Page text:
The data that organizations have directly created and accumulated is trusted, but most organizations also acquire data from outside cloud sources as they build an aggregated data repository for analytics.

How do you know that data from these outside sources is trustworthy? You don’t — unless you vet the data provider, understand where the provider has gotten its data, and know how the provider has prepared and secured the data. For example, if you’re in a sensitive industry such as healthcare, you’ll want to know that data on individual patients has been anonymized to meet privacy requirements.

SEE: Learn how to improve your data strategy.

Checking vendor governance standards to ensure they align with your own should be a routine task performed before any contract is entered into. Prior to signing a contract, you should also request the vendor’s latest IT audit so recent governance and security performance can be reviewed.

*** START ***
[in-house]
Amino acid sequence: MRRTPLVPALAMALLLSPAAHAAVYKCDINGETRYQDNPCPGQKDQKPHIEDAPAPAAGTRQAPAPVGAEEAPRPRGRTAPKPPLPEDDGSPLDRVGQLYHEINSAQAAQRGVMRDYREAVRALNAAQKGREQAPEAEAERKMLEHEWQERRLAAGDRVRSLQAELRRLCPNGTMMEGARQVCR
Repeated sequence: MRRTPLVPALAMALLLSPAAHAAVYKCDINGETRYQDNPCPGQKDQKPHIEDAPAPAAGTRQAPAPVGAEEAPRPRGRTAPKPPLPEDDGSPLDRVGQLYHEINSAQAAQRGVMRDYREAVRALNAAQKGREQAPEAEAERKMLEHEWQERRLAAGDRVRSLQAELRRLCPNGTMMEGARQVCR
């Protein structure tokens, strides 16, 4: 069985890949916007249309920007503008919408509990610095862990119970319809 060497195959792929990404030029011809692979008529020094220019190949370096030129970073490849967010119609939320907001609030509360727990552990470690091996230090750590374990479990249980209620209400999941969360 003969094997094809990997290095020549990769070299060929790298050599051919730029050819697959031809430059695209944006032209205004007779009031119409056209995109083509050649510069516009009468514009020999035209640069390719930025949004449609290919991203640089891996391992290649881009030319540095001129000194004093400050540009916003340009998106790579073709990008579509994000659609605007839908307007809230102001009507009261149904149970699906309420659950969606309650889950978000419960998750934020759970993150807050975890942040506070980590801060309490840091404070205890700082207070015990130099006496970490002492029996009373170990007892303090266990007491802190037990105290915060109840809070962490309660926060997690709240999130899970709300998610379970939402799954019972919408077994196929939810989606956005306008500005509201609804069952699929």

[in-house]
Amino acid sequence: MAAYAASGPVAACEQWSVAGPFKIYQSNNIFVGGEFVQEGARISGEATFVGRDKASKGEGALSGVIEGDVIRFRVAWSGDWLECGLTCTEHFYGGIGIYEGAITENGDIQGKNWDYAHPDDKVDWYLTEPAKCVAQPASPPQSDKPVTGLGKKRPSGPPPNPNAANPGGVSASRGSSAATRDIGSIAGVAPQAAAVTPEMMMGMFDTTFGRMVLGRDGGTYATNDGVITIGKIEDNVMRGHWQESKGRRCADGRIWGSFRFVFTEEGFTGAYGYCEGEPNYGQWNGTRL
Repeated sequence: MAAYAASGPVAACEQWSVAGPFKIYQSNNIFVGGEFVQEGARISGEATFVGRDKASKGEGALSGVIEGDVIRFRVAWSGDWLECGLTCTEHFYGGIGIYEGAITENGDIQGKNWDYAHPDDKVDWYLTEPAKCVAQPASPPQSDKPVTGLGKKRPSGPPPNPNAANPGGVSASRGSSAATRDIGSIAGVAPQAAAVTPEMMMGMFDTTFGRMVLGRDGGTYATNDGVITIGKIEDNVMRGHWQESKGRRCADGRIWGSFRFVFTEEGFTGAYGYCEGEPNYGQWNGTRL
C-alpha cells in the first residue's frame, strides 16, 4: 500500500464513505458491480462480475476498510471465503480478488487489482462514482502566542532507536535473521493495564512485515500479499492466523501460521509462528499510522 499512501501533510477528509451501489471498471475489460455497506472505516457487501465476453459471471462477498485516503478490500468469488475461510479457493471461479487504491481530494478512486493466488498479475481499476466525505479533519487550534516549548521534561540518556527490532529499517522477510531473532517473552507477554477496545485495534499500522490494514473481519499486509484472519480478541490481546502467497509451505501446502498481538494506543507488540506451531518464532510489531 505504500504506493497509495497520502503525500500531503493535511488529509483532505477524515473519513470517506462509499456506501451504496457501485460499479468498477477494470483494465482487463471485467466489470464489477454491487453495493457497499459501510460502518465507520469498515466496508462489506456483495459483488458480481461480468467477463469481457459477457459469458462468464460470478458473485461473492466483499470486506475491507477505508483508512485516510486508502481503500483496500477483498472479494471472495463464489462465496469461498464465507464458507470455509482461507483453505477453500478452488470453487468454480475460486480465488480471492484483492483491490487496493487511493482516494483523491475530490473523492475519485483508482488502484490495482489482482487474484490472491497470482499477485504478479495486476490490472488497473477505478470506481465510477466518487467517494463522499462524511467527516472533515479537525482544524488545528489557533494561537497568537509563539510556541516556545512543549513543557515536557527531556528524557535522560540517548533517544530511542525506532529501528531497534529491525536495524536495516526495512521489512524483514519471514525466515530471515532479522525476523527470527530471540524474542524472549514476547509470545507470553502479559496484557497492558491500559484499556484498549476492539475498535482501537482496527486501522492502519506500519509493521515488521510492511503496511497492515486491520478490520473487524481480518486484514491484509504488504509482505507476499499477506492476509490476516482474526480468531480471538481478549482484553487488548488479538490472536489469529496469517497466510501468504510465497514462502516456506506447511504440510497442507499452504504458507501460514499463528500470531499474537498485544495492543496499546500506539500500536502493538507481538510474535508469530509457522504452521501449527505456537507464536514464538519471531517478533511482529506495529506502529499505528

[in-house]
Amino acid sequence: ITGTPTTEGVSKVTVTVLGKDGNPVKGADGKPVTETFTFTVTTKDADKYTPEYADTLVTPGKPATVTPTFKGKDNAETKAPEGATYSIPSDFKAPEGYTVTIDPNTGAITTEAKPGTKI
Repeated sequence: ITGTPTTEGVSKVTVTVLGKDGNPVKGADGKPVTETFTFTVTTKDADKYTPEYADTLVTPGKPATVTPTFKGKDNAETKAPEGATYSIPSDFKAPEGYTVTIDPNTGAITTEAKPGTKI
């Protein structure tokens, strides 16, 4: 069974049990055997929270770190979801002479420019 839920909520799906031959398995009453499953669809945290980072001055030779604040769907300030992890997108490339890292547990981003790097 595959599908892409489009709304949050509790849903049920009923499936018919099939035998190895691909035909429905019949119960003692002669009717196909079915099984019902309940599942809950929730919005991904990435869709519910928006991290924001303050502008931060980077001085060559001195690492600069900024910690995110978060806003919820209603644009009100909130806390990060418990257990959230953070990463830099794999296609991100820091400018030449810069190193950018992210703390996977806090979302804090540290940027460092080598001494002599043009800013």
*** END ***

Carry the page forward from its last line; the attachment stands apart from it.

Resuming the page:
2. Establish unstructured data guidelines for user access and permissions

System of record, structured data, has firm rules in place for user access and permissions, but unstructured data may not. Unstructured data access should play by the same rules that structured data does.

In other words, access to unstructured data should be limited to those users who require the data. Within the category of access, there are likely to be levels of permission, with some users getting more access to data than others, depending on job function or role.

These user access decisions should be made between IT and end-user departments. There should be reviews annually, at a minimum, and procedures should be in place so that if an individual leaves the company, access is immediately removed as part of the separation process.

3. Secure all data